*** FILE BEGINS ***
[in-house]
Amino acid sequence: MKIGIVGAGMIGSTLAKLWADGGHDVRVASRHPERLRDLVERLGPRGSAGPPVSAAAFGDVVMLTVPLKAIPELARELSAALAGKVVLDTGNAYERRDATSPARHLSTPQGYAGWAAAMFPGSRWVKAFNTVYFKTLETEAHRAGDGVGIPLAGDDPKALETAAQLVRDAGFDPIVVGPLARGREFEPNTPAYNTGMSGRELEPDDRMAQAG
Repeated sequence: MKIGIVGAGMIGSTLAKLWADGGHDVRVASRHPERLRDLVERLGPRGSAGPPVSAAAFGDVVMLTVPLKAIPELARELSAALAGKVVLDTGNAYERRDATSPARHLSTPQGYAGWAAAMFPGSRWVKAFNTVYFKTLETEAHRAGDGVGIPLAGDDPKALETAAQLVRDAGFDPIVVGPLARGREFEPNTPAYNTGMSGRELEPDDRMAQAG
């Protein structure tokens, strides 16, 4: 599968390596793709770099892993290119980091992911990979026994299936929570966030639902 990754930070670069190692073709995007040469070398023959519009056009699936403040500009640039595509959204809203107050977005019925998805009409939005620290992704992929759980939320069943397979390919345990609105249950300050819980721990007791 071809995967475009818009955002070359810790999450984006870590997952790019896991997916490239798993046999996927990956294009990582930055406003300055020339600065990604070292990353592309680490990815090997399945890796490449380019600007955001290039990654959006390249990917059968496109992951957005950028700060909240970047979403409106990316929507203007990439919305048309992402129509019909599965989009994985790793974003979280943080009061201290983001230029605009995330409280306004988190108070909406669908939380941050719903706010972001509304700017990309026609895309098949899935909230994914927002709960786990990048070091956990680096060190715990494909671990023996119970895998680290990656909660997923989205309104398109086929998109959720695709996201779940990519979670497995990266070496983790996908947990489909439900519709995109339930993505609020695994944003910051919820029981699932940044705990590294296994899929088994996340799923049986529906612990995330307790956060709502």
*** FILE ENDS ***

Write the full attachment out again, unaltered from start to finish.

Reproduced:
[in-house]
Amino acid sequence: MKIGIVGAGMIGSTLAKLWADGGHDVRVASRHPERLRDLVERLGPRGSAGPPVSAAAFGDVVMLTVPLKAIPELARELSAALAGKVVLDTGNAYERRDATSPARHLSTPQGYAGWAAAMFPGSRWVKAFNTVYFKTLETEAHRAGDGVGIPLAGDDPKALETAAQLVRDAGFDPIVVGPLARGREFEPNTPAYNTGMSGRELEPDDRMAQAG
Repeated sequence: MKIGIVGAGMIGSTLAKLWADGGHDVRVASRHPERLRDLVERLGPRGSAGPPVSAAAFGDVVMLTVPLKAIPELARELSAALAGKVVLDTGNAYERRDATSPARHLSTPQGYAGWAAAMFPGSRWVKAFNTVYFKTLETEAHRAGDGVGIPLAGDDPKALETAAQLVRDAGFDPIVVGPLARGREFEPNTPAYNTGMSGRELEPDDRMAQAG
């Protein structure tokens, strides 16, 4: 599968390596793709770099892993290119980091992911990979026994299936929570966030639902 990754930070670069190692073709995007040469070398023959519009056009699936403040500009640039595509959204809203107050977005019925998805009409939005620290992704992929759980939320069943397979390919345990609105249950300050819980721990007791 071809995967475009818009955002070359810790999450984006870590997952790019896991997916490239798993046999996927990956294009990582930055406003300055020339600065990604070292990353592309680490990815090997399945890796490449380019600007955001290039990654959006390249990917059968496109992951957005950028700060909240970047979403409106990316929507203007990439919305048309992402129509019909599965989009994985790793974003979280943080009061201290983001230029605009995330409280306004988190108070909406669908939380941050719903706010972001509304700017990309026609895309098949899935909230994914927002709960786990990048070091956990680096060190715990494909671990023996119970895998680290990656909660997923989205309104398109086929998109959720695709996201779940990519979670497995990266070496983790996908947990489909439900519709995109339930993505609020695994944003910051919820029981699932940044705990590294296994899929088994996340799923049986529906612990995330307790956060709502």